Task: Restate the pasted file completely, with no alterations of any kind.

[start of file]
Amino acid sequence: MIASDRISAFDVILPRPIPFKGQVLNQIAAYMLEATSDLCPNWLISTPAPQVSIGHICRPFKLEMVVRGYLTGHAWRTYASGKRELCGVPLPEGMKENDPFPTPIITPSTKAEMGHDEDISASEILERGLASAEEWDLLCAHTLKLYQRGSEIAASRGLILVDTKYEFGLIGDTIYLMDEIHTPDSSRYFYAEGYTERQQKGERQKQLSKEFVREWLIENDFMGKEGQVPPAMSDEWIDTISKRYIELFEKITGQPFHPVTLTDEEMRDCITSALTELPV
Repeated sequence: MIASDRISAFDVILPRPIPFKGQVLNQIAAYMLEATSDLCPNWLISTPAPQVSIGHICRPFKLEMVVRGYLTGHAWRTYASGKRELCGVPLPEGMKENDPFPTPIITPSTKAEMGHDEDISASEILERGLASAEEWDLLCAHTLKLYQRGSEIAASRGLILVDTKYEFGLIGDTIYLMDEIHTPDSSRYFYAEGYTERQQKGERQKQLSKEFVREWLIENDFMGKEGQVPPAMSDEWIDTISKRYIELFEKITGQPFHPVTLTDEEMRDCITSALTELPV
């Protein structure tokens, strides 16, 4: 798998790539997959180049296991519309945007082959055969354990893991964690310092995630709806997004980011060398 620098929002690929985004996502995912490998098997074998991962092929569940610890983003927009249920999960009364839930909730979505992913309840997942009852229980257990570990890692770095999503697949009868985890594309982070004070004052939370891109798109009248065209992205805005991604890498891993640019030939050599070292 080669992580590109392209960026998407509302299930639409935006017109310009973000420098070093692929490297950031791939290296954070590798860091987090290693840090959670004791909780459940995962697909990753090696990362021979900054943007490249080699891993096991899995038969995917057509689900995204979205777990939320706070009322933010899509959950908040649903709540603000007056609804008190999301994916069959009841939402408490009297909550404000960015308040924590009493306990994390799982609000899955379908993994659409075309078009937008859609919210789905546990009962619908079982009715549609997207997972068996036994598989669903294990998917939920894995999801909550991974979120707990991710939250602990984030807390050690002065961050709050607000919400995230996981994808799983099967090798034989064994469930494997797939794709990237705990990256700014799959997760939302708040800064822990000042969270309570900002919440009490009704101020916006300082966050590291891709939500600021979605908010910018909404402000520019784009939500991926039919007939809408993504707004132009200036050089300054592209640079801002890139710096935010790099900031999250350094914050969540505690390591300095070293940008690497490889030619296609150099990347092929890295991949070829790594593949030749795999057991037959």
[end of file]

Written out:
Amino acid sequence: MIASDRISAFDVILPRPIPFKGQVLNQIAAYMLEATSDLCPNWLISTPAPQVSIGHICRPFKLEMVVRGYLTGHAWRTYASGKRELCGVPLPEGMKENDPFPTPIITPSTKAEMGHDEDISASEILERGLASAEEWDLLCAHTLKLYQRGSEIAASRGLILVDTKYEFGLIGDTIYLMDEIHTPDSSRYFYAEGYTERQQKGERQKQLSKEFVREWLIENDFMGKEGQVPPAMSDEWIDTISKRYIELFEKITGQPFHPVTLTDEEMRDCITSALTELPV
Repeated sequence: MIASDRISAFDVILPRPIPFKGQVLNQIAAYMLEATSDLCPNWLISTPAPQVSIGHICRPFKLEMVVRGYLTGHAWRTYASGKRELCGVPLPEGMKENDPFPTPIITPSTKAEMGHDEDISASEILERGLASAEEWDLLCAHTLKLYQRGSEIAASRGLILVDTKYEFGLIGDTIYLMDEIHTPDSSRYFYAEGYTERQQKGERQKQLSKEFVREWLIENDFMGKEGQVPPAMSDEWIDTISKRYIELFEKITGQPFHPVTLTDEEMRDCITSALTELPV
């Protein structure tokens, strides 16, 4: 798998790539997959180049296991519309945007082959055969354990893991964690310092995630709806997004980011060398 620098929002690929985004996502995912490998098997074998991962092929569940610890983003927009249920999960009364839930909730979505992913309840997942009852229980257990570990890692770095999503697949009868985890594309982070004070004052939370891109798109009248065209992205805005991604890498891993640019030939050599070292 080669992580590109392209960026998407509302299930639409935006017109310009973000420098070093692929490297950031791939290296954070590798860091987090290693840090959670004791909780459940995962697909990753090696990362021979900054943007490249080699891993096991899995038969995917057509689900995204979205777990939320706070009322933010899509959950908040649903709540603000007056609804008190999301994916069959009841939402408490009297909550404000960015308040924590009493306990994390799982609000899955379908993994659409075309078009937008859609919210789905546990009962619908079982009715549609997207997972068996036994598989669903294990998917939920894995999801909550991974979120707990991710939250602990984030807390050690002065961050709050607000919400995230996981994808799983099967090798034989064994469930494997797939794709990237705990990256700014799959997760939302708040800064822990000042969270309570900002919440009490009704101020916006300082966050590291891709939500600021979605908010910018909404402000520019784009939500991926039919007939809408993504707004132009200036050089300054592209640079801002890139710096935010790099900031999250350094914050969540505690390591300095070293940008690497490889030619296609150099990347092929890295991949070829790594593949030749795999057991037959």